Thomas Kretschmann
Marco Leonardi

As great as weekends are, there’s another night of the week that I look forward to: Monster Movie Mondays. These nights consist of a selection of diverse people coming together, armed with essentials (generally pizza, beer, and occasionally 3D glasses), and a desire to watch good horror films. Sure, the group isn’t always the same (sometimes there’s only three or four of us sitting around my small apartment) and we don’t all like the same types of horror films (my motto might be “keep it sick, keep it bloody, and keep the gore flowing” but it’s certainly not everyone’s) but it always makes for a memorable get-together. It didn’t take long, however, before we decied to try and create themed movie nights. It also didn’t take long before we decided to have an evening entirely devoted to the horror classics of Italian horror maestro Dario Argento.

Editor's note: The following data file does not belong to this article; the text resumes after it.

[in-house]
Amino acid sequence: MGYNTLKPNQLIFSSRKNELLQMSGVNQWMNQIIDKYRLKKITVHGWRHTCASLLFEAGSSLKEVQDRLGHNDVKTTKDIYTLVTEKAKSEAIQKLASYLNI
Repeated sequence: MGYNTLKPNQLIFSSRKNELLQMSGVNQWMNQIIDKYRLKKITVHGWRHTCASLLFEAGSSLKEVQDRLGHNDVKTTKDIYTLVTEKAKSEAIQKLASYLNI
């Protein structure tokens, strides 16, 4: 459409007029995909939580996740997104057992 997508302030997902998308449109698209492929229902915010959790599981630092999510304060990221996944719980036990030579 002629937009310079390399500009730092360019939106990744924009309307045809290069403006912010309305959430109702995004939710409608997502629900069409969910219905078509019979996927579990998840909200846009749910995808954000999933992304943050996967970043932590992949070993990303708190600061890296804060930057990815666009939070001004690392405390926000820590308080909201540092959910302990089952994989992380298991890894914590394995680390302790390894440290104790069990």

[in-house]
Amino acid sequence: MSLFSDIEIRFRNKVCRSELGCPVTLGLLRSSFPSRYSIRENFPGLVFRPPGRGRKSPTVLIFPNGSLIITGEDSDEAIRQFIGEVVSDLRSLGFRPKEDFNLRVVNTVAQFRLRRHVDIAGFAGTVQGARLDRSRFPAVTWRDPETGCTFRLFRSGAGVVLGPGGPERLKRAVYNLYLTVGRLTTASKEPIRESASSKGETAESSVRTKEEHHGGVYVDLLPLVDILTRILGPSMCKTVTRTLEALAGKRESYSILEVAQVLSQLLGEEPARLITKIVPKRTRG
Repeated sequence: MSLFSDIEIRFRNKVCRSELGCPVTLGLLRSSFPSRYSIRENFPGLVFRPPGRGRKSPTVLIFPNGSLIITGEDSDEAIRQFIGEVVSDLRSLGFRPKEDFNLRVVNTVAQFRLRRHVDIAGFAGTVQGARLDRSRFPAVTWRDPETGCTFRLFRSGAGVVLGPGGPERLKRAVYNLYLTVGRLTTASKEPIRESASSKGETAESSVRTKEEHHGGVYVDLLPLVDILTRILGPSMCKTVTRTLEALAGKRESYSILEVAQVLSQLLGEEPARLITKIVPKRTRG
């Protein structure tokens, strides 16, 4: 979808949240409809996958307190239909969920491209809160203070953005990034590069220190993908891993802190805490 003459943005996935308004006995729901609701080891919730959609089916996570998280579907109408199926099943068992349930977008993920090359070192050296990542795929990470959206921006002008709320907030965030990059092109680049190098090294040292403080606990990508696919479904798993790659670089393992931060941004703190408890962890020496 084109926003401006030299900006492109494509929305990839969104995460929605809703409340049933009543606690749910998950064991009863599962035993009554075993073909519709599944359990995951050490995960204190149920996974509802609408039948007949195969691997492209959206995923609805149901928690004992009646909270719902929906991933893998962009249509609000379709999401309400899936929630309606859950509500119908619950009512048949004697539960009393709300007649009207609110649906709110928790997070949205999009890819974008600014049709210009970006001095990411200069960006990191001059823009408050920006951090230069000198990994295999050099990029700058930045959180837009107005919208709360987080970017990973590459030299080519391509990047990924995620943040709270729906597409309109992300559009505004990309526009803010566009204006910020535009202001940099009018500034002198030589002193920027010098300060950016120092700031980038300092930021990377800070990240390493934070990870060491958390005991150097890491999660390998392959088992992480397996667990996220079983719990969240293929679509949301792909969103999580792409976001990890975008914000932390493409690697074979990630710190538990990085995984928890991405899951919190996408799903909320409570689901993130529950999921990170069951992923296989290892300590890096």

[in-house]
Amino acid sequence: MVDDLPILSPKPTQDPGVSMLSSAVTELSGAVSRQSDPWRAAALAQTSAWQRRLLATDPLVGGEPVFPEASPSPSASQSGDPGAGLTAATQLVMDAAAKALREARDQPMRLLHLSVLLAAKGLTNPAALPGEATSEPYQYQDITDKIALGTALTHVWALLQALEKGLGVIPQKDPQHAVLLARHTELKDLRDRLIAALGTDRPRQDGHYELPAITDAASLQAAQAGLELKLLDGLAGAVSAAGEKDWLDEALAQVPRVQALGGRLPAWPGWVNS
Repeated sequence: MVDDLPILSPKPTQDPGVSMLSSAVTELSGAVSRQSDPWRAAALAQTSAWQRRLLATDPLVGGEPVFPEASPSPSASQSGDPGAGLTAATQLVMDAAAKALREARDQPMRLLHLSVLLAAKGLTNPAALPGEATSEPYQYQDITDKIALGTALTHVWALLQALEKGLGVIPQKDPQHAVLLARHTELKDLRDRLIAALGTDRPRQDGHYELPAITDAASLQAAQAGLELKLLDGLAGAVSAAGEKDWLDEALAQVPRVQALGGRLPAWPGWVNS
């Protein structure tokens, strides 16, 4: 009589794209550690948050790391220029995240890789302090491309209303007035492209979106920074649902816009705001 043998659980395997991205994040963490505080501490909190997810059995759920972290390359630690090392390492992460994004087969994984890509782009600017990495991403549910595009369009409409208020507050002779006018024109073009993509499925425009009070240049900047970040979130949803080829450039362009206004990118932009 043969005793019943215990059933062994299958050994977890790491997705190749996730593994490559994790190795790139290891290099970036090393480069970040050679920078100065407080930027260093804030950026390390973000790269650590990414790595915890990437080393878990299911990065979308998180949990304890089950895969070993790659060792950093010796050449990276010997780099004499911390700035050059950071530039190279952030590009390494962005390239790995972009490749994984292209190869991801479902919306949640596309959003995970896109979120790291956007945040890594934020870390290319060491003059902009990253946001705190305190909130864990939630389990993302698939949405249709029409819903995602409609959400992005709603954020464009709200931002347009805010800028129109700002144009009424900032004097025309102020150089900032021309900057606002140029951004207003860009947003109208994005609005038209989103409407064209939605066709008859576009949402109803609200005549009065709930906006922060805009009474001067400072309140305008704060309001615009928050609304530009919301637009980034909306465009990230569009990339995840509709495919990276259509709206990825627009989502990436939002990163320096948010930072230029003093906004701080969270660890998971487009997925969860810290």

I can remember the first time I saw Suspiria — many years ago when I was lurking horror forums trying to expand my knowledge of horror, two names continually emerged: Dario Argento and Lucio Fulci. I was fortunate enough to find a copy of Suspiria (having no real experience of foreign horror films I had no idea what to expect), but without a doubt I’m glad that it was the first Argento film I saw. In my mind, it’s still the best movie he’s made — certainly the most profound and shocking. And don’t get me wrong, I consider myself fully an Argento fan — I just mean that Suspiria is so good, it casts a dark shadow across the majority of his other films. All of that said, Argento is consistent in that he has a style all his own (love it or hate it) and Stendhal Syndrome is pure Argento.